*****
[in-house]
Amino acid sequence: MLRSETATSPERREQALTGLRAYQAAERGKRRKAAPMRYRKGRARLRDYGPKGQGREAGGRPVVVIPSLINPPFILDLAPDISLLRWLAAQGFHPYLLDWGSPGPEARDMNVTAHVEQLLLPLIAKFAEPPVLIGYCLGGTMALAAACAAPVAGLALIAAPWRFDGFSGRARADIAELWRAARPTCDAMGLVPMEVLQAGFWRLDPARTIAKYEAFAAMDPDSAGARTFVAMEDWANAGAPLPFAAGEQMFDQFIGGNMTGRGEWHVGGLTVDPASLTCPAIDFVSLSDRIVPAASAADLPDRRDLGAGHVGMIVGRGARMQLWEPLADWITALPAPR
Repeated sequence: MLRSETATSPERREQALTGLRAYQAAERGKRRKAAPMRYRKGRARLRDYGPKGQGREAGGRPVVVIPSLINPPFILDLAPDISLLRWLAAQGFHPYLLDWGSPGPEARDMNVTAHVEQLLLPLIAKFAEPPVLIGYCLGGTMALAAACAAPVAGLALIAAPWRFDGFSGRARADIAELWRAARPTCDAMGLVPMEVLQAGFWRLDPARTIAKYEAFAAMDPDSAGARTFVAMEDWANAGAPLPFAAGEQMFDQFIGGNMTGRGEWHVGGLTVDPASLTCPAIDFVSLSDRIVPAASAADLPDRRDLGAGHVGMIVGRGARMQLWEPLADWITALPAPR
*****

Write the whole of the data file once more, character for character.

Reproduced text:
[in-house]
Amino acid sequence: MLRSETATSPERREQALTGLRAYQAAERGKRRKAAPMRYRKGRARLRDYGPKGQGREAGGRPVVVIPSLINPPFILDLAPDISLLRWLAAQGFHPYLLDWGSPGPEARDMNVTAHVEQLLLPLIAKFAEPPVLIGYCLGGTMALAAACAAPVAGLALIAAPWRFDGFSGRARADIAELWRAARPTCDAMGLVPMEVLQAGFWRLDPARTIAKYEAFAAMDPDSAGARTFVAMEDWANAGAPLPFAAGEQMFDQFIGGNMTGRGEWHVGGLTVDPASLTCPAIDFVSLSDRIVPAASAADLPDRRDLGAGHVGMIVGRGARMQLWEPLADWITALPAPR
Repeated sequence: MLRSETATSPERREQALTGLRAYQAAERGKRRKAAPMRYRKGRARLRDYGPKGQGREAGGRPVVVIPSLINPPFILDLAPDISLLRWLAAQGFHPYLLDWGSPGPEARDMNVTAHVEQLLLPLIAKFAEPPVLIGYCLGGTMALAAACAAPVAGLALIAAPWRFDGFSGRARADIAELWRAARPTCDAMGLVPMEVLQAGFWRLDPARTIAKYEAFAAMDPDSAGARTFVAMEDWANAGAPLPFAAGEQMFDQFIGGNMTGRGEWHVGGLTVDPASLTCPAIDFVSLSDRIVPAASAADLPDRRDLGAGHVGMIVGRGARMQLWEPLADWITALPAPR